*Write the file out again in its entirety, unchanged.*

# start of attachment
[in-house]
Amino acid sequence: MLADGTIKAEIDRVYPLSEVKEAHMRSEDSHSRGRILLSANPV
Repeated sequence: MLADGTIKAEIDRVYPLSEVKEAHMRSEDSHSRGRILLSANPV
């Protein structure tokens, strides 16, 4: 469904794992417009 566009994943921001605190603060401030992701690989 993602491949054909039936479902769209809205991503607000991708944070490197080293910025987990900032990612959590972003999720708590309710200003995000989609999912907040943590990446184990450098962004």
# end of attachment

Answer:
[in-house]
Amino acid sequence: MLADGTIKAEIDRVYPLSEVKEAHMRSEDSHSRGRILLSANPV
Repeated sequence: MLADGTIKAEIDRVYPLSEVKEAHMRSEDSHSRGRILLSANPV
């Protein structure tokens, strides 16, 4: 469904794992417009 566009994943921001605190603060401030992701690989 993602491949054909039936479902769209809205991503607000991708944070490197080293910025987990900032990612959590972003999720708590309710200003995000989609999912907040943590990446184990450098962004």